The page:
Businesses are collaborating with leading IoT specialists and leveraging IT staff augmentation to create an ingestible sensor that can be consumed and then expelled or dissolved once its purpose has been fulfilled. If they continue to make progress, we may anticipate the first edition of these sensors to be available in the near future.
Medical Equipment Implanted Inside the Human Body
Devices which are not taken orally can also be utilised to monitor internal health. Additional Internet of Things devices are currently being developed to address other widespread problems which require in-body monitoring.
By utilising real-time air quality readings and alerts when conditions deteriorate, intelligent inhalers may offer improved quality of life to millions of asthma sufferers. This could enable physicians to monitor attack frequency and environmental elements in order to identify triggers.
Smart contact lenses offer a range of healthcare possibilities, including providing vital signs and special considerations to surgeons during surgery. Furthermore, they can be beneficial to patients with difficulty seeing clearly in varying lighting conditions, as the lenses automatically adjust to the environment, providing cues to aid vision focus.
The Internet of Things (IoT) is offering exciting opportunities in healthcare, particularly in the form of robots that are able to travel internally to carry out sophisticated treatments. This technology could lead to shorter hospital stays, less scarring and quicker patient recoveries, as surgeons are able to perform procedures with extraordinary accuracy.
It is no joke: robotic technology has been trialled successfully in various medical applications, such as removing malignant tumours and performing eye surgery with impressive precision. Although it is not yet commonplace, the healthcare sector has a strong and beneficial relationship with robots, and it is likely that robotic technology will be widely adopted in the near future.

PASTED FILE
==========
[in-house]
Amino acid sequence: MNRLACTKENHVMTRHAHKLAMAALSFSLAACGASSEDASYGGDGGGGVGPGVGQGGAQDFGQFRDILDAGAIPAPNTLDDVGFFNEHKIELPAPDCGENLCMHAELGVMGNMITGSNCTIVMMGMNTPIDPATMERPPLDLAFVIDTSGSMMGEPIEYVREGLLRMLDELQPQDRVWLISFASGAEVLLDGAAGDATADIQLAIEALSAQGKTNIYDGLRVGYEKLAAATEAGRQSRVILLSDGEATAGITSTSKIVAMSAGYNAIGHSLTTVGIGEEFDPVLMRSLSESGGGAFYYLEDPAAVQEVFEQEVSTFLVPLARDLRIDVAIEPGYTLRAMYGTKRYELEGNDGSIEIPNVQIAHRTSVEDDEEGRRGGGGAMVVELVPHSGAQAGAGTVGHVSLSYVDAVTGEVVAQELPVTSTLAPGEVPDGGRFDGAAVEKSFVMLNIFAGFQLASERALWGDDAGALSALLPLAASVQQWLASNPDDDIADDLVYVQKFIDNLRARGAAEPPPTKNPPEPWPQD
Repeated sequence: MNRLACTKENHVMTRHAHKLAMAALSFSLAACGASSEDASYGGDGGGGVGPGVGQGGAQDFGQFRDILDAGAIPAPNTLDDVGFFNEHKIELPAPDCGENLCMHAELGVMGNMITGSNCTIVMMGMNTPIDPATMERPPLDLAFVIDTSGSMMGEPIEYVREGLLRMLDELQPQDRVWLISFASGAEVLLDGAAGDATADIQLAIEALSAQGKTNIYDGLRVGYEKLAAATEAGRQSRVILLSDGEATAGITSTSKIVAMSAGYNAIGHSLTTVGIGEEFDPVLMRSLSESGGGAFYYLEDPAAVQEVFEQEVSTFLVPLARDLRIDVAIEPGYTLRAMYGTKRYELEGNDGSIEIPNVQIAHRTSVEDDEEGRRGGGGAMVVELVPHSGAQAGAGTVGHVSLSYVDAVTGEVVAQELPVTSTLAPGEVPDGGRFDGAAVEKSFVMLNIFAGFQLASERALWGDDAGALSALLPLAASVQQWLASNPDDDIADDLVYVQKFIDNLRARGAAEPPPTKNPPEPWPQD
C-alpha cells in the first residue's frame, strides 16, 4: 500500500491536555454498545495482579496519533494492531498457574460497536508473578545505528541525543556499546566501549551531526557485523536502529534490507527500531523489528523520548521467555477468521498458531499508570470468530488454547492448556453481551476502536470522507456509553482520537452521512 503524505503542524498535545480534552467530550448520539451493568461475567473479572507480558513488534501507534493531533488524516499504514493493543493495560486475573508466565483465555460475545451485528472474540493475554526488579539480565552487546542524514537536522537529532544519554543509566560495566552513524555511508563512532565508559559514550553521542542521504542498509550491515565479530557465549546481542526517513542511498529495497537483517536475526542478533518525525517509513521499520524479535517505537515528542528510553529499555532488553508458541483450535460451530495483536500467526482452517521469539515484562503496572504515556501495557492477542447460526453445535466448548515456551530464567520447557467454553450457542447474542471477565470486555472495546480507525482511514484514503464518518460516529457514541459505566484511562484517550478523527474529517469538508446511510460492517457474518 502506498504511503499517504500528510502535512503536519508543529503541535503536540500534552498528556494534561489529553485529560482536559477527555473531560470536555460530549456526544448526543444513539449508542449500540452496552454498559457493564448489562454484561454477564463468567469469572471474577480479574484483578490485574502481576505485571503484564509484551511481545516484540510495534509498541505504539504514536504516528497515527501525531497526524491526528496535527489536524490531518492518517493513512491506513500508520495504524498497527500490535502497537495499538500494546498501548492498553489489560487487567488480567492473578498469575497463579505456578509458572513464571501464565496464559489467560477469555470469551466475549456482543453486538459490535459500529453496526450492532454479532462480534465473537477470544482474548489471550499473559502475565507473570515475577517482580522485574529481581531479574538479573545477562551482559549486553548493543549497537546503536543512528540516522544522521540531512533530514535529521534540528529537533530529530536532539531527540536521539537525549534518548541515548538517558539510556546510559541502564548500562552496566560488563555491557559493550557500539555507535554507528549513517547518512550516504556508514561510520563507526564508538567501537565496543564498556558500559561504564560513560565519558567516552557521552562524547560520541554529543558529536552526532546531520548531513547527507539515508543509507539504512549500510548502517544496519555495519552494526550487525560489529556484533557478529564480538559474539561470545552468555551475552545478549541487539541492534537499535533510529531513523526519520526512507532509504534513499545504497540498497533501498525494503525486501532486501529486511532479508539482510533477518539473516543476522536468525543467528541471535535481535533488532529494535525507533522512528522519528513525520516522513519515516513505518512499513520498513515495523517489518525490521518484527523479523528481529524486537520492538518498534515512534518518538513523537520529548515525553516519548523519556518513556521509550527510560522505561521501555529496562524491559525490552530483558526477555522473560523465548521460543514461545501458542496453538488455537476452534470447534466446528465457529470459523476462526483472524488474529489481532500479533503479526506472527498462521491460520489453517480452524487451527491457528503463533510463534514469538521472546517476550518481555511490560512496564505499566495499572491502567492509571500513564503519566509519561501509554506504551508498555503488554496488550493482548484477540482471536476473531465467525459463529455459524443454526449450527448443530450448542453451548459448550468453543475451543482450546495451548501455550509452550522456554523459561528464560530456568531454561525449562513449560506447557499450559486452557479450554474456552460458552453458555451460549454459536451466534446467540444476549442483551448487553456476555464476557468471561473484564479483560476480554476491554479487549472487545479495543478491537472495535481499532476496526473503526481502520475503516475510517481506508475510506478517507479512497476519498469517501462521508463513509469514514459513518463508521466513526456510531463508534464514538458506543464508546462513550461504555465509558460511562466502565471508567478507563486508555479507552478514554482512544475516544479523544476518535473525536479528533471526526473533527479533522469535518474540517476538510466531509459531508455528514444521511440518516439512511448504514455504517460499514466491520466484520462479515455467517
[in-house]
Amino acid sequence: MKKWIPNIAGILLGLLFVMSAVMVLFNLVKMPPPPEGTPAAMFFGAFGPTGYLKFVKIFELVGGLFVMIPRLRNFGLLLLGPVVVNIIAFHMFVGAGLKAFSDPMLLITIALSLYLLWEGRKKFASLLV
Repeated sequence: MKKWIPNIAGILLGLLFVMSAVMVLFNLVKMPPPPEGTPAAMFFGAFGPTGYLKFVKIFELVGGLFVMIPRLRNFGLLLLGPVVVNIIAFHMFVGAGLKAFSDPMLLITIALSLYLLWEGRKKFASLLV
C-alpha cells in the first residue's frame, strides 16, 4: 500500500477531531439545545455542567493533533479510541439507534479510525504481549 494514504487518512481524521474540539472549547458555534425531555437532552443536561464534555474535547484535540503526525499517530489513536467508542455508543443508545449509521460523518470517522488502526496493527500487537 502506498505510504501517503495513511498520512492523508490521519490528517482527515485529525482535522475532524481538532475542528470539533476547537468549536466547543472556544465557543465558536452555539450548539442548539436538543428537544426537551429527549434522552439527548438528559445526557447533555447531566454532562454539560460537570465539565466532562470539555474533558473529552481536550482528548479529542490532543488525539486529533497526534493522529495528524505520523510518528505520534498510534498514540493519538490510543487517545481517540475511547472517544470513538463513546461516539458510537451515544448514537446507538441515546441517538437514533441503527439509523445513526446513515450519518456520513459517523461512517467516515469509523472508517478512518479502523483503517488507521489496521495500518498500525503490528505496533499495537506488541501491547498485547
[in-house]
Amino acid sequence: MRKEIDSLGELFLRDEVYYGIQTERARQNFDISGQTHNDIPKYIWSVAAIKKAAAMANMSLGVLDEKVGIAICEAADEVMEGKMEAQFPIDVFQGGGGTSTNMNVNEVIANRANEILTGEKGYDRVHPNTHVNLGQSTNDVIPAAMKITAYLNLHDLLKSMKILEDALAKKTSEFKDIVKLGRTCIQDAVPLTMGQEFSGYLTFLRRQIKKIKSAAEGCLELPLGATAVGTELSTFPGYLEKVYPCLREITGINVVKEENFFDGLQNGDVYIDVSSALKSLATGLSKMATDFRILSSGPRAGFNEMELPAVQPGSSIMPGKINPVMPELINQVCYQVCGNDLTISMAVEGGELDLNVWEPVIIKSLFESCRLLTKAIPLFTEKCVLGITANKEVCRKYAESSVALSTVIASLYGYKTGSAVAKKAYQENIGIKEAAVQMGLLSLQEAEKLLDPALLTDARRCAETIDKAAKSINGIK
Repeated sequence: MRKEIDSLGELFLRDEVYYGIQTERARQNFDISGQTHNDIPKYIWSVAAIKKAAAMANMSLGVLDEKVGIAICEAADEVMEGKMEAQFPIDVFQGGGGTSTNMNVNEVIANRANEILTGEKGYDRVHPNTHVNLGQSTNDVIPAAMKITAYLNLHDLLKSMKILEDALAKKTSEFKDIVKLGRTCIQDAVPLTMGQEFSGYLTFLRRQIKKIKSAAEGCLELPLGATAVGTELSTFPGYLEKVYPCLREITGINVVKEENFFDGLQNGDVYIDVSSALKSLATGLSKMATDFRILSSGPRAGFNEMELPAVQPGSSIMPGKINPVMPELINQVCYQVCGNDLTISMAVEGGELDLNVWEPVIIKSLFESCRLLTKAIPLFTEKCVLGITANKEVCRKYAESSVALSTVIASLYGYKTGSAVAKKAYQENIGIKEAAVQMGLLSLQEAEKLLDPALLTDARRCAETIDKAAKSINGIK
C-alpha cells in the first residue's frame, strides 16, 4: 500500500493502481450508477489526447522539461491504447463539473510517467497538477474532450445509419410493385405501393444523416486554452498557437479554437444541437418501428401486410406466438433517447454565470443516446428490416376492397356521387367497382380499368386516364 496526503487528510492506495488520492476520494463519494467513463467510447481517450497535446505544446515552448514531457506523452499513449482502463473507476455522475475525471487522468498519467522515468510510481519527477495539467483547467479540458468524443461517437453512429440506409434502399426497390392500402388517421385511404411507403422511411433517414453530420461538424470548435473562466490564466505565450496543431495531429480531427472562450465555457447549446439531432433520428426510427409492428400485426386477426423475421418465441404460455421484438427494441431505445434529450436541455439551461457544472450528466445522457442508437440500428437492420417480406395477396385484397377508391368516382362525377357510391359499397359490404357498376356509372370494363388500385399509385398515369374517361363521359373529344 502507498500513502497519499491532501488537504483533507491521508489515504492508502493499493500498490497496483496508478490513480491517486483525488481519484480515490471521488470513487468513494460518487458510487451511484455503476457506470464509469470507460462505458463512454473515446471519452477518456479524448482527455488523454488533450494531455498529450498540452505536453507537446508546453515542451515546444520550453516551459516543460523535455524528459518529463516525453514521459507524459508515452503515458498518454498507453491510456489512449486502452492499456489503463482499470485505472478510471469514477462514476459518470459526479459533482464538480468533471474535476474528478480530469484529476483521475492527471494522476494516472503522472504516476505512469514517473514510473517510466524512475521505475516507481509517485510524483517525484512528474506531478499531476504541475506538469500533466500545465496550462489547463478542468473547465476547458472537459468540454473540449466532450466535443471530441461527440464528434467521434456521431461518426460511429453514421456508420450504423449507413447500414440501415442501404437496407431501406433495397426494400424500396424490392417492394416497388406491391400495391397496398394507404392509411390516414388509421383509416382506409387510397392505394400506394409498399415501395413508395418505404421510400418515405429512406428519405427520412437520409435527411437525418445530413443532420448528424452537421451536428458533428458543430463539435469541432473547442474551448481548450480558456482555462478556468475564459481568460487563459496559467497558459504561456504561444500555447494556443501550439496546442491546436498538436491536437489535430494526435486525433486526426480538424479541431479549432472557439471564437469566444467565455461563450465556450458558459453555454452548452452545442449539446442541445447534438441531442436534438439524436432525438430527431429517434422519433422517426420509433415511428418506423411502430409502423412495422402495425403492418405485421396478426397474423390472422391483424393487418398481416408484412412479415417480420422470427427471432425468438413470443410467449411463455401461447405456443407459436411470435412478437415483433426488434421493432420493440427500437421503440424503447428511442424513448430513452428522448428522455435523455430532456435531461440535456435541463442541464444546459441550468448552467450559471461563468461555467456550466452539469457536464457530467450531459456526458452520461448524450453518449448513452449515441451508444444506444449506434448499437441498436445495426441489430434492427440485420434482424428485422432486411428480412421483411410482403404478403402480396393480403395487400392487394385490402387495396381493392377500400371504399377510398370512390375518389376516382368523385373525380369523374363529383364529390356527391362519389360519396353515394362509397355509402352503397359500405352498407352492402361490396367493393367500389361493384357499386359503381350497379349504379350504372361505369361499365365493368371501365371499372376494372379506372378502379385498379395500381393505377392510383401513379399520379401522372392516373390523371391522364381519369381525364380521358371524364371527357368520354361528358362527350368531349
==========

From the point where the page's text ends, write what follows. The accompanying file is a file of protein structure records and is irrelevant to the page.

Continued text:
For Success, IoT Integration Is Essential
By connecting all of the aforementioned gadgets, as well as other Internet of Things (IoT) devices, into a smart network, their value is increased. Healthcare IoT devices could potentially have a greater impact on medical practices and patient wellbeing if integrated with other solutions, such as Artificial Intelligence, Augmented Reality, 5G and Edge Computing.
By combining real-time monitoring capabilities with analytical algorithms, a more advanced digital environment can be created that provides a more comprehensive understanding of the human body, its illnesses, maladies, and diseases. This is advantageous not only because it helps us to gain a greater insight into how our bodies operate, but also because it has the potential to save lives by providing essential data that enables more effective and efficient healthcare.
In conclusion, healthcare IoT devices must progress beyond basic connection to ensure the deeper integration that would enable them to provide improved service to patients and optimise care delivery. Thanks to the technological advancements made during the pandemic, we are now closer than ever to achieving this vision.